Scientists do not see things in these terms. They very much view themselves as linguistic actors, not as victims, the linguistically enslaved. For them, a global language is needed for an ever-more globalised scientific enterprise. If a source of 'burden' in training, it is also, and much more, an origin of opportunity. Linguistic diversity is inevitable, given the human dimensions to science; linguistic nationalism or chauvinism (if you will) makes little sense, for a very practical and specific reason—the final aim of any scientific work is to share its results with as much of the (ever-more globalised) disciplinary community as possible. A common language obviously makes this not merely efficient, but far more possible. Unlike in literature, a self-contained 'national science,' epistemologically speaking, is largely self-negating today (a term like 'French astronomy' refers mainly to institutional and social structures, not to some innate and hermetic form of knowledge).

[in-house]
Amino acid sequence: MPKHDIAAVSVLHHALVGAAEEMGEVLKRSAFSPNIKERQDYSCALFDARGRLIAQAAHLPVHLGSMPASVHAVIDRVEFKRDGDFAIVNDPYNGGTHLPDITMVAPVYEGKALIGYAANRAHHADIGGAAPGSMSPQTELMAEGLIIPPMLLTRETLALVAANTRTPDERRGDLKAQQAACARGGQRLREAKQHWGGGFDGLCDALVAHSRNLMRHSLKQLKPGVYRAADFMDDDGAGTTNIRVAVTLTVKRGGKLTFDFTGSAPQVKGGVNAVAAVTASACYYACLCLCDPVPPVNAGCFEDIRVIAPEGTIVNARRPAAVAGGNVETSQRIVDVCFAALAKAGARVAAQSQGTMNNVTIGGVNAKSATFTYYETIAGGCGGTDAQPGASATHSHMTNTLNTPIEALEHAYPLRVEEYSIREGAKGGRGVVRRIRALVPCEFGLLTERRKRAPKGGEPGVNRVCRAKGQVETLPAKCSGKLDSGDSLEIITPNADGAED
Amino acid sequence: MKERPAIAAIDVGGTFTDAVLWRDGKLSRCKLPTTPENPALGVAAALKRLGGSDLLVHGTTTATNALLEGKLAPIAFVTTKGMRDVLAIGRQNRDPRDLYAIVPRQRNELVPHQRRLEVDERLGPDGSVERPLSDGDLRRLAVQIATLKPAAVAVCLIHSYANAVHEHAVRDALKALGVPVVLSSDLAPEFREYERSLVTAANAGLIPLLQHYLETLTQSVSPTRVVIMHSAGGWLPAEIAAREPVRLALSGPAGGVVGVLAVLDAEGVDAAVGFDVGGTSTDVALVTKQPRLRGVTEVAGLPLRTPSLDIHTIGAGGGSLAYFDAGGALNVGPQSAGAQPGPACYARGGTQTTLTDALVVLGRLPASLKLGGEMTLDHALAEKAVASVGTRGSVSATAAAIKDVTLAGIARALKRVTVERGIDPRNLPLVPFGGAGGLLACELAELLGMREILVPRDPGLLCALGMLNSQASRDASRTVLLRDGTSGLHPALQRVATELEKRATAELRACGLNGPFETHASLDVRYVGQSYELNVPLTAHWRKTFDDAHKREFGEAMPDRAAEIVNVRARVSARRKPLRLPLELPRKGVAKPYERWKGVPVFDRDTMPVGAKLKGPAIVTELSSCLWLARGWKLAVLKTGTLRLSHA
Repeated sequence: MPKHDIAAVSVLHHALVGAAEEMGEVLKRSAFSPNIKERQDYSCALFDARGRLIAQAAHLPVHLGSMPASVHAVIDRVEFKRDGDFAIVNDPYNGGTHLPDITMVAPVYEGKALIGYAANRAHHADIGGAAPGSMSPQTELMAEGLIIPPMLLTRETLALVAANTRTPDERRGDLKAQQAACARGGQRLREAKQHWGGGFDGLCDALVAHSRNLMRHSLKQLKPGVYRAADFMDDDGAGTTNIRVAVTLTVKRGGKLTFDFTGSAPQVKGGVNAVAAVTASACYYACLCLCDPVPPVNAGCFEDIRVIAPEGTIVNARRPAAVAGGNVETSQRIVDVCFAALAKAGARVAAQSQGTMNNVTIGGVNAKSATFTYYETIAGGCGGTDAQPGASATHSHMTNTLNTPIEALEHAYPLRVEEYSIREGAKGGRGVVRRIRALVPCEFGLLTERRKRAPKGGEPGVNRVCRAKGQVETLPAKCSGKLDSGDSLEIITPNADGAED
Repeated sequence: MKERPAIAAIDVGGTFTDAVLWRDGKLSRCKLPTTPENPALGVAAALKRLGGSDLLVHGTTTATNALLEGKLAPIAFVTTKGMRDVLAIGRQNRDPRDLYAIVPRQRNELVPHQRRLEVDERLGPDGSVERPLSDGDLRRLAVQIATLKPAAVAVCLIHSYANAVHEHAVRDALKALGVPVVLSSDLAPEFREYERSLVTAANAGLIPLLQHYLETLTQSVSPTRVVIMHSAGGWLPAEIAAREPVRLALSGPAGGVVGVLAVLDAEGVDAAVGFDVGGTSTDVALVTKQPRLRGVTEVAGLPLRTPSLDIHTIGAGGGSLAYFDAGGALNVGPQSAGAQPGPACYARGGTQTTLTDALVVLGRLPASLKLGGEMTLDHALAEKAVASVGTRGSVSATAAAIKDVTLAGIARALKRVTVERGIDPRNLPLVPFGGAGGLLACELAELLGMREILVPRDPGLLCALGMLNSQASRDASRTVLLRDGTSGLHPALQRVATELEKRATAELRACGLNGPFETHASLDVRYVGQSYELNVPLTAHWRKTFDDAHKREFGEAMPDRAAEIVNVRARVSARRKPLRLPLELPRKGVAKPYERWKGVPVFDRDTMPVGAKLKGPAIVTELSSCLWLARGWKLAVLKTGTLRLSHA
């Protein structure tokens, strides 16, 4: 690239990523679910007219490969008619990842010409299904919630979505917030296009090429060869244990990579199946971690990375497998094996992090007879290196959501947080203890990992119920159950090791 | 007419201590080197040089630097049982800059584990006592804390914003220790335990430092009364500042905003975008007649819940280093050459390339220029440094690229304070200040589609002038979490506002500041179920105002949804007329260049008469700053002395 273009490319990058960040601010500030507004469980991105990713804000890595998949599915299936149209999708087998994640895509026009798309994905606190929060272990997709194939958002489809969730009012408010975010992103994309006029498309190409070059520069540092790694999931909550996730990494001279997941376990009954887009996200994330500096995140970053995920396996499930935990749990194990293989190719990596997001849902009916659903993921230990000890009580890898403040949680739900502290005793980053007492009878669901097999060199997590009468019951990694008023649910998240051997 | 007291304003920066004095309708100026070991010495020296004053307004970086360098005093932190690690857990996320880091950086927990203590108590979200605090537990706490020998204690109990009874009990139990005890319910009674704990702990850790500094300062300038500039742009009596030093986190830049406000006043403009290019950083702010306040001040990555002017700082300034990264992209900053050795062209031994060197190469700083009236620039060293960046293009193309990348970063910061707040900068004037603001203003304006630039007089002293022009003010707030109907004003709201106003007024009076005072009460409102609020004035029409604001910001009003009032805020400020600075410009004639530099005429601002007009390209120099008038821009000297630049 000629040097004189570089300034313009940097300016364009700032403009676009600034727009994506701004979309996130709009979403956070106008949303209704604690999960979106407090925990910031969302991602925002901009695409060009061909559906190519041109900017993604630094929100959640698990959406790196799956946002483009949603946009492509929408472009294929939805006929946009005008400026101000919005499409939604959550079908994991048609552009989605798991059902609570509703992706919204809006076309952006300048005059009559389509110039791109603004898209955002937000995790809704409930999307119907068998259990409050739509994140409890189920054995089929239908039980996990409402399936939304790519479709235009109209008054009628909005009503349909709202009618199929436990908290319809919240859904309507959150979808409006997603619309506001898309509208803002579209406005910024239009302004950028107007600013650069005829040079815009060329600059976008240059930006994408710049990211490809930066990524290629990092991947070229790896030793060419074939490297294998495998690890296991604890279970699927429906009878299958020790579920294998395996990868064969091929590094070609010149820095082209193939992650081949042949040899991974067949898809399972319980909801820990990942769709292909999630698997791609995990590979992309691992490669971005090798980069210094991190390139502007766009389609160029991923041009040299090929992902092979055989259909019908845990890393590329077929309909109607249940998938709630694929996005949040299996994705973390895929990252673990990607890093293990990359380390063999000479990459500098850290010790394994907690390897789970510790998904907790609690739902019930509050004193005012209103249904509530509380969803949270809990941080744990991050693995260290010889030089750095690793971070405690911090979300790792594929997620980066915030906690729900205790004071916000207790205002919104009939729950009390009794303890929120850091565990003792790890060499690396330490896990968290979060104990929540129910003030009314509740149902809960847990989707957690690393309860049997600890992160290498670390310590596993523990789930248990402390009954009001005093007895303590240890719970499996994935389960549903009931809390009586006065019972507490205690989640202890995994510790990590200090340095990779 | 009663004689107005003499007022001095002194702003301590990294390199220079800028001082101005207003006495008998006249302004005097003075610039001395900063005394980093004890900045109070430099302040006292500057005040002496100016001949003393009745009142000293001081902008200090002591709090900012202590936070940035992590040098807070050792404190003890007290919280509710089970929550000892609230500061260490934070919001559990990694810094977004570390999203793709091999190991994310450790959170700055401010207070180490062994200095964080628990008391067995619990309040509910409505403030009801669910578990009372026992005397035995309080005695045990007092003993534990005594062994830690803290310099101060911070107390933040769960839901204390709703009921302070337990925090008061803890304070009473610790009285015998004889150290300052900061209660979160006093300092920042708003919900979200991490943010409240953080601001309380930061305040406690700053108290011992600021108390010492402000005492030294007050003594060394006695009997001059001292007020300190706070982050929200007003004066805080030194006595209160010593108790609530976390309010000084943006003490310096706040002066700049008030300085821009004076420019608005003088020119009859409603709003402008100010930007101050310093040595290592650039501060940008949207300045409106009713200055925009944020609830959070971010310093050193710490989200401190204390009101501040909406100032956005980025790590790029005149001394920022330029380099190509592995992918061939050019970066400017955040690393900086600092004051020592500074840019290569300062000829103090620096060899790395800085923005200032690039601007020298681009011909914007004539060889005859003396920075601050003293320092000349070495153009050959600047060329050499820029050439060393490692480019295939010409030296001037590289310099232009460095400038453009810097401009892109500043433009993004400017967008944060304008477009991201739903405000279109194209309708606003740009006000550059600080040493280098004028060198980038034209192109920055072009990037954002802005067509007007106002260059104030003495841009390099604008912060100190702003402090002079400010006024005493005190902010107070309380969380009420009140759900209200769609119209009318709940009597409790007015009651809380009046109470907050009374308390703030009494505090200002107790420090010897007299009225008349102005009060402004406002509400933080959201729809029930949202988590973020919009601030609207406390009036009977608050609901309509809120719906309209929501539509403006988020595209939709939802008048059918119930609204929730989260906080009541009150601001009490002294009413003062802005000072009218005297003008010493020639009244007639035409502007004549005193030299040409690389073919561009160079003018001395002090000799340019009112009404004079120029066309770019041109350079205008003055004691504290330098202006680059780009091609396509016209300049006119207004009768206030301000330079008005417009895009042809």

Those scientists with whom I have discussed these kinds of issues (and there have been many) consistently make four comments. First, they say it is essential that science in the mother tongue be maintained, to enrich the language and to keep knowledge available to as much of the population as possible. Second, despite this, learning English is wholly required, as it grants someone direct access to their field of study, nothing less. Without it, they would be hopelessly disconnected, banished to a rural presence (in reality, they would be reliant on any translations that might be made). Third, acquiring English is partly a burden, an extra skill that requires no minor labour, but a skill with many gleaming edges, many opportunities that cut in several directions—for example the ability to study abroad, engage in international research projects, represent one’s work to foreign media and publics. Fourth and finally, being competent in English does not force these scientists to abandon their mother tongue, whether at home or in the hallways, but makes them feel they are participating members in the international community of their discipline, and also high-level professionals among their own national peers too (two types of identities that do not conflict, but wholly overlap).